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In Defence Of Provincial Exams And Content-Driven Curriculum

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SCHOOL EXAM
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As many people have heard, the British Columbia Ministry of Education has decided to eliminate all but two of the provincial exams (Math and Writing Skills). This is a continuation of the process that began with the elimination of the Grade 12 science exams in 2011. This elimination of the provincial exams is part of an ongoing process to modernize the education curriculum.

As a parent of three young children, and a practising scientist, I have some strong opinions about the direction of our education system and at this point I believe that we are heading in the wrong direction.

Don't get me wrong, I do not hearken back to the bad old days when students were taught by rote. But neither do I agree with the modern phenomena that emphasizes multiple strategies and processes to answer questions. This new system that emphasizes process over content, and cares more about how you get the answer than whether the answer is correct.

It has been argued that the education system is like a pendulum which swings one way and then another. While I am happy that we have swung away from the bad old days of memorization and cookie-cutter teaching, I fear instead that we have swung too far in the other direction.

To explain my concerns, consider one of the actors at the forefront of the drive towards a new education pedagogy: Dr. Don Krug a Professor in the Faculty of Education and the Department of Curriculum & Pedagogy at the University of British Columbia. Dr. Krug was all over the news this week. This is what he had to say about the provincial exams.

We've learned now that some of the provincial exams are basically mostly content driven and they don't necessarily reflect student learning that is actually beneficial for the students.

Yes, you read that right; his big complaint is that the exams are "mostly content-driven". That is they emphasize mastery of a specific curriculum over how students learn. The problem for academics like Dr. Krug is that eventually these students will leave academia and at that time they will need to master a curriculum.

I am not interested in a mechanic who cannot master how to install a set of brakes and I certainly am not going to hire a chemist who has not mastered the chemistry curriculum. The problem is that most of these academics did not study the physical and natural sciences and thus apparently do not understand that the law of gravity doesn't care about your pedagogy and differential equations don't care where you went to school.

Before you think I am completely against the new curriculum let me clear something up. The new math curriculum has a lot going for it. For example the new approach actually teaches kids to think about math the same way that I learned to do mental math, growing up in an era without hand-held calculators and needing to do complex calculations in my head.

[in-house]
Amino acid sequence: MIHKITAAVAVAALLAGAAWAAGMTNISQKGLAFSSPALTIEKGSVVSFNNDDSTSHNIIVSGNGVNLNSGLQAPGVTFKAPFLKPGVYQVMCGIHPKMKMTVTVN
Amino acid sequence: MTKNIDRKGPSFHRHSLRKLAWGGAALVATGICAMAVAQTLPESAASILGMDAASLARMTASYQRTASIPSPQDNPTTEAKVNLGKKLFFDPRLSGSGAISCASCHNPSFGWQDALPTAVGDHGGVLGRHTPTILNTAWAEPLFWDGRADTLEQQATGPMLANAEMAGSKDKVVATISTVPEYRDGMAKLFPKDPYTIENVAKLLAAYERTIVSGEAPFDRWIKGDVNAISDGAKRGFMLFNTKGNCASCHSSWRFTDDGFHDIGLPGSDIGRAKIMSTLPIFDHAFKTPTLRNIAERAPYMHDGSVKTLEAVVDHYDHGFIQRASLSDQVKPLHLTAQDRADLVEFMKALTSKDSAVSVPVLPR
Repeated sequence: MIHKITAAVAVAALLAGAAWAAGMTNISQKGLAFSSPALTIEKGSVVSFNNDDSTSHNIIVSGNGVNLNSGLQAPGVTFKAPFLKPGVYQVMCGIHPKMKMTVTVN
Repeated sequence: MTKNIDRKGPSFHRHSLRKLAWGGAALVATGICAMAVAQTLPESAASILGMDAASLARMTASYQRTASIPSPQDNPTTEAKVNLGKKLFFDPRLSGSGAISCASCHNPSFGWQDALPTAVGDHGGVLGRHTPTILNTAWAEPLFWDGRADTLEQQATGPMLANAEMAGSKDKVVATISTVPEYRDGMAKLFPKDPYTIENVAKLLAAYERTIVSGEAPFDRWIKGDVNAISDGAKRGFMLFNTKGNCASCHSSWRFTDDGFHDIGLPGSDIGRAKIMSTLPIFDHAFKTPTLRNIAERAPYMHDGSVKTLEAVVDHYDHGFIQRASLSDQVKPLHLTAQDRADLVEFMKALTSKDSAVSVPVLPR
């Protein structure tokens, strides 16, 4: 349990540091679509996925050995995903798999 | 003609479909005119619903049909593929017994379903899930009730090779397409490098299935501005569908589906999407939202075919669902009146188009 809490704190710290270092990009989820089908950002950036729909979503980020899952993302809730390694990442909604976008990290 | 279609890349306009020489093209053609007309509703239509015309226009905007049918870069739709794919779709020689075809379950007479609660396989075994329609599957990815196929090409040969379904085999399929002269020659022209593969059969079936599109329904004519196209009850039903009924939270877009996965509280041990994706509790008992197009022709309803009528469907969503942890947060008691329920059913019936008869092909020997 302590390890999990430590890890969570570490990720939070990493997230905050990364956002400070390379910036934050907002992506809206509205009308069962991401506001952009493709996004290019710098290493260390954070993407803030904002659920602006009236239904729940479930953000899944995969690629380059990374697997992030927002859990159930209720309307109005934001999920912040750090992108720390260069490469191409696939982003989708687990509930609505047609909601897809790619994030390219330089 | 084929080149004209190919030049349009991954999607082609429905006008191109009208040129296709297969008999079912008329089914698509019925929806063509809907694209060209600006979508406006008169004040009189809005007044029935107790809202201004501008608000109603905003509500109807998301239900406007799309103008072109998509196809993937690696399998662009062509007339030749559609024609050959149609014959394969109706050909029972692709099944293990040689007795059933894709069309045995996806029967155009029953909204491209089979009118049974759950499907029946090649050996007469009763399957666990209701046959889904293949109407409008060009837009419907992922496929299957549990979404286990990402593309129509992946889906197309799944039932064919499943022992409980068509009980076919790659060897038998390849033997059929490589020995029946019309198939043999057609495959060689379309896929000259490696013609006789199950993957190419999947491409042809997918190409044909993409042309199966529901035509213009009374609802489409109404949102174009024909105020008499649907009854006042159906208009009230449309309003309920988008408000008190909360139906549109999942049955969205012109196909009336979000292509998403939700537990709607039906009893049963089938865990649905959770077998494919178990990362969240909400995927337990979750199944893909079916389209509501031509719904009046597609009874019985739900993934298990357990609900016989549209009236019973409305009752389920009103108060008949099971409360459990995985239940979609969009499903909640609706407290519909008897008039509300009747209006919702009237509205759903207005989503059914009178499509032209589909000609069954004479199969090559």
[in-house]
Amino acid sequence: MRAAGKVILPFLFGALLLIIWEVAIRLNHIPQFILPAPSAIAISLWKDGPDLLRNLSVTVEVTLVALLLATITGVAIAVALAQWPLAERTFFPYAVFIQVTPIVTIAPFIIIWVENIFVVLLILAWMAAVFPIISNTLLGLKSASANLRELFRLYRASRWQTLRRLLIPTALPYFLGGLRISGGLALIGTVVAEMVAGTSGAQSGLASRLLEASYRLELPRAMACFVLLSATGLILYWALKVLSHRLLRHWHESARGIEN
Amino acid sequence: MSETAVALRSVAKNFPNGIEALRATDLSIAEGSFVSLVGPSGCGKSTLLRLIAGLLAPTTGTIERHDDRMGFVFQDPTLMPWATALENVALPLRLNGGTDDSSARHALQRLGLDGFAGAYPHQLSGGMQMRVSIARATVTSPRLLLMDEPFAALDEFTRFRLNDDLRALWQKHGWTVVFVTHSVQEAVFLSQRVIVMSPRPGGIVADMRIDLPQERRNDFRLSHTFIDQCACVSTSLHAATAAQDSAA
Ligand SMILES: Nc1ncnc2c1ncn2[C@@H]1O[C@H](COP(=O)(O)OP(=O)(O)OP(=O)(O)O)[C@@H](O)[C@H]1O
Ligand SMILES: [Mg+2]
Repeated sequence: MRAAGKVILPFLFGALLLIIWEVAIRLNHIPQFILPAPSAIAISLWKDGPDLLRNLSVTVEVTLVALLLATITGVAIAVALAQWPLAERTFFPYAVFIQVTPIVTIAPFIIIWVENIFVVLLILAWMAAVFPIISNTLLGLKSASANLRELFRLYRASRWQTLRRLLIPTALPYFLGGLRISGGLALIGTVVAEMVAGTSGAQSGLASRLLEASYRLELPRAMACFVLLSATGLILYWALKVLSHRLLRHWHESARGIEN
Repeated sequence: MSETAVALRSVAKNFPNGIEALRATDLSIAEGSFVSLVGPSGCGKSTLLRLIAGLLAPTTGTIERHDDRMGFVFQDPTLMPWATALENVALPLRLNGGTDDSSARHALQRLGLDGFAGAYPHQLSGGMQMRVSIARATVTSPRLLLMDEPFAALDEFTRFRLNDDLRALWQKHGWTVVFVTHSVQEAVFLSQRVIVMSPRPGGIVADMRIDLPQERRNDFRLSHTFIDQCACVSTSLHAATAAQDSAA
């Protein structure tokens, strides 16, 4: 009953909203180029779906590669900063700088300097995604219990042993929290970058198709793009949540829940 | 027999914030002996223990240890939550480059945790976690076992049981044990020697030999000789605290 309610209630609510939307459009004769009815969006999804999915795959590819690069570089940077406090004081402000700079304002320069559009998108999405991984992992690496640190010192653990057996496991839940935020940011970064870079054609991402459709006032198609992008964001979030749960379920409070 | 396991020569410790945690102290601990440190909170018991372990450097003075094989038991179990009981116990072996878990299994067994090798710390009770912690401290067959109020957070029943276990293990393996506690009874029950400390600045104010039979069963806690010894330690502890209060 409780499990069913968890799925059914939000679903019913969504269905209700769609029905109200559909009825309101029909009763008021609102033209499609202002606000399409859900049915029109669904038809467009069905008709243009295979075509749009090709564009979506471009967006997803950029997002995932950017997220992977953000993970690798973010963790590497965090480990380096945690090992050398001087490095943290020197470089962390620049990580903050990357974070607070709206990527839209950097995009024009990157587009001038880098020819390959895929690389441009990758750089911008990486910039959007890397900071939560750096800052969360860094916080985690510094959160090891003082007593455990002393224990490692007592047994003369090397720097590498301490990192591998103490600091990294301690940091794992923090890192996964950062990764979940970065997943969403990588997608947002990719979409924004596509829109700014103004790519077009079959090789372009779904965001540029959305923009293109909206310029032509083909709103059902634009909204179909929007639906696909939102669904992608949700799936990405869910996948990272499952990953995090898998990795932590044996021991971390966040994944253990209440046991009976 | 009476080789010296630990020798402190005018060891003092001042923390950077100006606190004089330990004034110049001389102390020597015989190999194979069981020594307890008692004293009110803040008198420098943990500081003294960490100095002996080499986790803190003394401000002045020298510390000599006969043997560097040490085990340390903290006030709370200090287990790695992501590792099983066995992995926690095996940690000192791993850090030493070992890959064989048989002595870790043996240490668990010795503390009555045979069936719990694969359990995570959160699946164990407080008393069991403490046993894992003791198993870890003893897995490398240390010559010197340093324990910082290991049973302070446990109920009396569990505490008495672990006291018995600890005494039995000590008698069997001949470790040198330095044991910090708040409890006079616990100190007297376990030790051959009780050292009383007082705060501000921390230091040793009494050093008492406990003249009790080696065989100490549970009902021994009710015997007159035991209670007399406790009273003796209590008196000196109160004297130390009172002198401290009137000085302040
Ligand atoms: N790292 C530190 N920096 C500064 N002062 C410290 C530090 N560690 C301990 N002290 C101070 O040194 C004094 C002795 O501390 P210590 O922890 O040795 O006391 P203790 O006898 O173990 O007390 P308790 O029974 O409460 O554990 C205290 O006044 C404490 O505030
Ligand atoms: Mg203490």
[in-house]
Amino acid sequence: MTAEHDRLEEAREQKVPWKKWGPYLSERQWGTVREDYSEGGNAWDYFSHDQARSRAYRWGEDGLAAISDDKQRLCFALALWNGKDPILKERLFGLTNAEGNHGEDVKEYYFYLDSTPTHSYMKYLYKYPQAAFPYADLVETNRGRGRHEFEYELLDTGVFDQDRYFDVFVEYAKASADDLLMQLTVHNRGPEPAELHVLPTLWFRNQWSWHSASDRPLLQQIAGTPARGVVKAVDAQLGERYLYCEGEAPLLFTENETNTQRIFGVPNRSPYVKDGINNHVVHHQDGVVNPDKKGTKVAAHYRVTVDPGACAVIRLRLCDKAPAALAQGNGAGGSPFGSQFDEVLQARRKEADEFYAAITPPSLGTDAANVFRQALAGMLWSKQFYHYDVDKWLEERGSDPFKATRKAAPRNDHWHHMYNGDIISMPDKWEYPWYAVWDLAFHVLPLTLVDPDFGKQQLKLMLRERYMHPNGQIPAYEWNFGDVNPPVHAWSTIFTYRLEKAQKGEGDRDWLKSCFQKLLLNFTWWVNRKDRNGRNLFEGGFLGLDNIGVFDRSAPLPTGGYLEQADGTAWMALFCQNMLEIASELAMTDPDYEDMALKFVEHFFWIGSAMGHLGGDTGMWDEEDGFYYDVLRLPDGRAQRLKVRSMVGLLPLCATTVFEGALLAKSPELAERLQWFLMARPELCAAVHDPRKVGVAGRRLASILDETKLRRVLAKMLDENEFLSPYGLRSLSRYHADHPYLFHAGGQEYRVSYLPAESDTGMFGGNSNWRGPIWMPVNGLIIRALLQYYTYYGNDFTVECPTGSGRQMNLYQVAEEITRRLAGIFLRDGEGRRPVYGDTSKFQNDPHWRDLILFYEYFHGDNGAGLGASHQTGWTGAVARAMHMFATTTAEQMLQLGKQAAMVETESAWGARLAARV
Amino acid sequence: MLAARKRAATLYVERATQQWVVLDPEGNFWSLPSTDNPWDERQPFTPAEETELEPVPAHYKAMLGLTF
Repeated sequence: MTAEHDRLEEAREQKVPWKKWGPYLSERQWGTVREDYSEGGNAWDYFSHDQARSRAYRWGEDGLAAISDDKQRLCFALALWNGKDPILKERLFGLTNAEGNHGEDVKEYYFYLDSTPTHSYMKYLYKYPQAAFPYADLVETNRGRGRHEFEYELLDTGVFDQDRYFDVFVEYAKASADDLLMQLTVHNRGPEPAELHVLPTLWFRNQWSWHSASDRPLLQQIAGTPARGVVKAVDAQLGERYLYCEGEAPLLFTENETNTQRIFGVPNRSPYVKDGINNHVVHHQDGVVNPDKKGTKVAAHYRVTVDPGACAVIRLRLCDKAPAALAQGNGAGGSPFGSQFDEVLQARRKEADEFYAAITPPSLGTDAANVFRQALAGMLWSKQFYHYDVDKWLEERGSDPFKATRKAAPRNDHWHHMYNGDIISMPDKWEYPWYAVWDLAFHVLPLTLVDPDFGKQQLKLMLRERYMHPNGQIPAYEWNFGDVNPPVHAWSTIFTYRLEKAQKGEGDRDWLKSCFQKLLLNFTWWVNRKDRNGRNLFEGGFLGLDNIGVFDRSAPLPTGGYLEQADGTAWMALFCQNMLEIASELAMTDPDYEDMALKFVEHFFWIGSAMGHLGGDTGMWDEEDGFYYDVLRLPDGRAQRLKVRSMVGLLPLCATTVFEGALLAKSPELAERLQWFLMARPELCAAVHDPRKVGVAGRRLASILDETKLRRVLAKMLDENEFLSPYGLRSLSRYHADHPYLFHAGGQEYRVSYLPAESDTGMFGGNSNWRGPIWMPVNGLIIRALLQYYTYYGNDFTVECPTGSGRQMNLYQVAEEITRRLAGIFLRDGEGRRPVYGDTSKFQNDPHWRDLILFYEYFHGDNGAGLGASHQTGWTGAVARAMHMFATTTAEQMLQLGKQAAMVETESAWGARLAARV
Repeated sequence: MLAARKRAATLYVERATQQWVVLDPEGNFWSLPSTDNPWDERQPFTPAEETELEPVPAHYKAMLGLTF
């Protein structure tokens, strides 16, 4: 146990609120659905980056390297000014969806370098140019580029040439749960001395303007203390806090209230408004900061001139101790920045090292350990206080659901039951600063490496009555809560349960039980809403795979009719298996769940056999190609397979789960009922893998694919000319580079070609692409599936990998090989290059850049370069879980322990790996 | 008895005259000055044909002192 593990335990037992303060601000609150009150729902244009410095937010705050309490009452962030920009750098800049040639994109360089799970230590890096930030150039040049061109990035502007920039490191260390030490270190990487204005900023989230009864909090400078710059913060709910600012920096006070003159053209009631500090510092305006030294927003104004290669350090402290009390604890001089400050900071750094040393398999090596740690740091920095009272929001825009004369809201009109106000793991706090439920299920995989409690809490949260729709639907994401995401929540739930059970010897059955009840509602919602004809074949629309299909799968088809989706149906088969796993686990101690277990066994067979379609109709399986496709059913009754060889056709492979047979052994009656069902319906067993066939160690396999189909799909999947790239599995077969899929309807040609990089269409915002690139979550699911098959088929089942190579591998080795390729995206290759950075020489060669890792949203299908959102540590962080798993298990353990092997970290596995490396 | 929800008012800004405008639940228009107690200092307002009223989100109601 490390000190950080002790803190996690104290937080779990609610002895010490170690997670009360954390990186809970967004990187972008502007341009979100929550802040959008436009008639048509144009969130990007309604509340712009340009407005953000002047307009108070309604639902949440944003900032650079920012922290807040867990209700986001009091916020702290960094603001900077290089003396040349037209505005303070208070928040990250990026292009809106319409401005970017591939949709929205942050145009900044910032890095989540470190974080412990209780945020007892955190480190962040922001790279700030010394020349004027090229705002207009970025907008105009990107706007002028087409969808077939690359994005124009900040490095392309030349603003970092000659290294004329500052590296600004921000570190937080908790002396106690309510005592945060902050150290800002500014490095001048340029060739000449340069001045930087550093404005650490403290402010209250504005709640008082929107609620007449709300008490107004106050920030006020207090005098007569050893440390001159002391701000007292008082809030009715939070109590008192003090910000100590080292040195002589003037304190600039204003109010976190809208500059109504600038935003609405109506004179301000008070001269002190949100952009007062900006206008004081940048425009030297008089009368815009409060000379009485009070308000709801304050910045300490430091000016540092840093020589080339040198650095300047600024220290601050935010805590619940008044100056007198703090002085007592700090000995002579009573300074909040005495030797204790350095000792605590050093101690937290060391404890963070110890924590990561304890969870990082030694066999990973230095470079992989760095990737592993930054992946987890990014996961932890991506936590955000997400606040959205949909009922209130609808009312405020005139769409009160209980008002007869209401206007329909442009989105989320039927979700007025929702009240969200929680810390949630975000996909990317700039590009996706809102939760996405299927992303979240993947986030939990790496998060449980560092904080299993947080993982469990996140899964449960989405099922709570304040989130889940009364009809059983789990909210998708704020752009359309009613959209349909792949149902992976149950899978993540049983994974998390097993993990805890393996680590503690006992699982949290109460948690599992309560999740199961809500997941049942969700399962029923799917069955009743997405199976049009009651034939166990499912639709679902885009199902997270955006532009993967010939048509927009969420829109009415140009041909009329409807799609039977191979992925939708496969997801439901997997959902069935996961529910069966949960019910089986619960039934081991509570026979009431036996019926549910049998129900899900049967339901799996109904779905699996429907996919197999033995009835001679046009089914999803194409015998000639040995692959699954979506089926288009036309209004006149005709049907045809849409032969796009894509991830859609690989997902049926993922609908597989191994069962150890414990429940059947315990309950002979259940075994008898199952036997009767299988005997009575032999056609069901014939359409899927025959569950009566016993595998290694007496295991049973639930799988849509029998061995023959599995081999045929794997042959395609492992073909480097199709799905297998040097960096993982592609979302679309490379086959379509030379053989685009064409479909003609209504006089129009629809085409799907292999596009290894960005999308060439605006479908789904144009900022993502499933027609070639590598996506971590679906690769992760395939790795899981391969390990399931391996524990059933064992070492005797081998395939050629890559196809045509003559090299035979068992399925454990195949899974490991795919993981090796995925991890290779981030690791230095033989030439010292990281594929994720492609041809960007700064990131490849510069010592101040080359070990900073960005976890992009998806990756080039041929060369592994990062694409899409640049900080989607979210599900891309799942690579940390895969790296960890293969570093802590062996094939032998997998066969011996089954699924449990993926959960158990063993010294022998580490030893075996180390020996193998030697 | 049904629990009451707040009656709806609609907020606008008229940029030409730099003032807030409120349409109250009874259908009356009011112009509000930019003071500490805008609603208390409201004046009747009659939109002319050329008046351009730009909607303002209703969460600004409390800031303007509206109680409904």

That being said the new curriculum has some failings. The worst being that it has made teaching some critical math tools optional. Specifically, in K-7, parents cannot be guaranteed that their children will be taught to memorize their times tables.

You might say, why do we need to memorize in a world with calculators? Well the concept you are looking for is "automaticity of basic number facts". It means seeing the number 63 and instantly knowing its lowest common factors, because you know your times tables. Absent that automaticity, students get bogged down. Without your times tables, 63 becomes a daunting number that has to be repeatedly crunched to break down.

Going back to Dr. Krug, when he was asked whether the provincial exams made sure everybody was taught the same information to the same standard Dr. Krug's reply was:

Well that's one way of looking at it, I think that the other thing is that a lot of time has been taken in the past for people to learn particular content that wasn't necessarily going to be useful for them in the future. We know now that learning is more about the process of being engaged in what you are doing not so much about being able to remember small specifics that might be useful or might not be useful.

The problem is that the natural and physical sciences are made up of those small specifics, that "particular content". Learning science is an incremental task. You gain a mastery of basic knowledge and then build on it to acquire more knowledge. Those small specifics learned in high school are the foundation you build on at the next level.

Absent a solid foundation our future scientists cannot build themselves up taller and higher. To succeed our children need a strong foundation and the purveyors of the new curriculum have moved too far from the balanced education our children need: one that teaches processes but also includes a healthy emphasis on knowledge of content. To paraphrase a common computer coding joke: a "content-driven" provincial exam is not a bug, it is a feature.